Better outcomes for acupuncture versus nimodipine, with greater rates of clinical efficacy, MMSE scores
FRIDAY, Aug. 5, 2016 (HealthDay News) — Acupuncture seems to be effective for amnestic mild cognitive impairment (AMCI), according to a meta-analysis published online Aug. 4 in Acupuncture in Medicine.
Min Deng, from the Zhongnan Hospital of Wuhan University, and Xu-Feng Wang, from the Renmin Hospital of Wuhan University, both in China, conducted a meta-analysis of randomized controlled trials of acupuncture versus medical treatment for AMCI. Data were included for five trials with 568 subjects.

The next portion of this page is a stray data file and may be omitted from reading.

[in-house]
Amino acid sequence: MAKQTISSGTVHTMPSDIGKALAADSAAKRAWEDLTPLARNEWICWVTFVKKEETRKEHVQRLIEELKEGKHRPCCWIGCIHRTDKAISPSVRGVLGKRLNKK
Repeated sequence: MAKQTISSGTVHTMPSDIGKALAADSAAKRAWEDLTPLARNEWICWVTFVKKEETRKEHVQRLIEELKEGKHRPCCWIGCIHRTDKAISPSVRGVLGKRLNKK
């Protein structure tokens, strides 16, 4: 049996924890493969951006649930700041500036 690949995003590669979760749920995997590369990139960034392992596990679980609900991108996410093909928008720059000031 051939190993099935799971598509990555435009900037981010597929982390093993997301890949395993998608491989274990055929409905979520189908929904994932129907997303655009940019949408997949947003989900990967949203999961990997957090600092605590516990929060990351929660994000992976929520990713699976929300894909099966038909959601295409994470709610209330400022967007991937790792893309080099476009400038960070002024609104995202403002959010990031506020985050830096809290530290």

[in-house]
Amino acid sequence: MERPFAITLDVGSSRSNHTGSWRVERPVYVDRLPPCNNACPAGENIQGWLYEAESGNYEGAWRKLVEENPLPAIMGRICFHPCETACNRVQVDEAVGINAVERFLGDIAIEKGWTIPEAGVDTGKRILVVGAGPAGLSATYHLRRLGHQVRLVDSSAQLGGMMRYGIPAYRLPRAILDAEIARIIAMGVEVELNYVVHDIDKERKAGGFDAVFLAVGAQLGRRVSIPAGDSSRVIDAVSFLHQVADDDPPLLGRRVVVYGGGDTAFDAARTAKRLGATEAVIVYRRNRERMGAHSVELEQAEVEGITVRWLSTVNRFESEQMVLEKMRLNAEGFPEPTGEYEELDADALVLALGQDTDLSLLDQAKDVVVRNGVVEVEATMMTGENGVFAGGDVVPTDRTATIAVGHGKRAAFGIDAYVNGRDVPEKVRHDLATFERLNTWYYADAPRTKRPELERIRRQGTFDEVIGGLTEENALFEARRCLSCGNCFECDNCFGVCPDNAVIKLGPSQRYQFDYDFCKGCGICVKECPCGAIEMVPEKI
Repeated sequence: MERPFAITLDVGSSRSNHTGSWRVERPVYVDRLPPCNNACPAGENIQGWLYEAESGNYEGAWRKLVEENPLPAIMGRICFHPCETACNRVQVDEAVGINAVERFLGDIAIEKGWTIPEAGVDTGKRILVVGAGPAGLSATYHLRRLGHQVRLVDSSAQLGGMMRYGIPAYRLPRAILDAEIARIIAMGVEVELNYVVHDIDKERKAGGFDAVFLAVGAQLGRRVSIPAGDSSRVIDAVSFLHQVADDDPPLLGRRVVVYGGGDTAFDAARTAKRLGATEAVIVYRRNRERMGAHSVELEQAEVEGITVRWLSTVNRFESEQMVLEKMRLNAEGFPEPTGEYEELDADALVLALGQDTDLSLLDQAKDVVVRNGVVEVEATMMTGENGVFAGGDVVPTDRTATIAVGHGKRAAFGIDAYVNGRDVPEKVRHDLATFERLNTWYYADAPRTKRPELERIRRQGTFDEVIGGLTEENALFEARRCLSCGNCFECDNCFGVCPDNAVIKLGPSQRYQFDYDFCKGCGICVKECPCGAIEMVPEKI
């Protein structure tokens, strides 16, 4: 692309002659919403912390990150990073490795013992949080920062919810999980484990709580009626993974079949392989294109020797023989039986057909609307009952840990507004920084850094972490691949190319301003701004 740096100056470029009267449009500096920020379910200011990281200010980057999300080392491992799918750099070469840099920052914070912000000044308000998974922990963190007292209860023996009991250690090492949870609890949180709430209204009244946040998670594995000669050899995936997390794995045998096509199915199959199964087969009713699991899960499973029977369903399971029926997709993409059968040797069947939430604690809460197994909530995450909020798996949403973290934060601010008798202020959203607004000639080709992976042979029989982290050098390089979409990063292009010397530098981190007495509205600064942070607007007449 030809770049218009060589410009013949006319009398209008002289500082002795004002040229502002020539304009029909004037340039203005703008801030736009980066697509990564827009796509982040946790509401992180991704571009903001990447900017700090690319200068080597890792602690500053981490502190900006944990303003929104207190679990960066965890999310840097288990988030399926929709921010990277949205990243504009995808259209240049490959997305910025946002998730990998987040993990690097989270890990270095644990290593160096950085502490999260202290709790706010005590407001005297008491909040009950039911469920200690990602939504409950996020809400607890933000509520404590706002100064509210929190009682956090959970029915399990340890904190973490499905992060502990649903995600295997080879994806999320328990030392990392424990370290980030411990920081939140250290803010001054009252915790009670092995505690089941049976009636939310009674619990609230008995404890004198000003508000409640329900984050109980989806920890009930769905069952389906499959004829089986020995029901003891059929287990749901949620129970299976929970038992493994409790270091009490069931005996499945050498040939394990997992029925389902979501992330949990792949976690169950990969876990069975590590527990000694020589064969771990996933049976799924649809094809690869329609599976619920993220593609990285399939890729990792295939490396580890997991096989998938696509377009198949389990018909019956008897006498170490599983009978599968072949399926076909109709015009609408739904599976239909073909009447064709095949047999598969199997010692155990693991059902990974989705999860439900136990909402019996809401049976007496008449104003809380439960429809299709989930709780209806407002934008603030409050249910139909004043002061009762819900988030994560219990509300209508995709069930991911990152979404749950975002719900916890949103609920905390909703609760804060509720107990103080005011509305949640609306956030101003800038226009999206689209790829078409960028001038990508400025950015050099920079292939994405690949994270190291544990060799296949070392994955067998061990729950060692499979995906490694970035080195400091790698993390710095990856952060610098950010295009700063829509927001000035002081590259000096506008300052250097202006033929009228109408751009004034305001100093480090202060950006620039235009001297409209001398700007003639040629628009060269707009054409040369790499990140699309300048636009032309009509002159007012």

The researchers found that, compared to those receiving nimodipine, participants receiving acupuncture had better outcomes, with greater clinical efficacy rates (odds ratio, 1.78), mini-mental state examination (MMSE) scores (mean difference, 0.99), and picture recognition score (mean difference, 2.12) (all P < 0.01). Compared with nimodipine alone, acupuncture in conjunction with nimodipine correlated with significantly improved MMSE scores (mean difference, 1.09; P < 0.01). Adverse events were reported in three trials. The methodological quality of the studies was generally poor.
“Acupuncture appears effective for AMCI when used as an alternative or adjunctive treatment; however, caution must be exercised given the low methodological quality of included trials,” the authors write. “Further, more rigorously designed studies are needed.”
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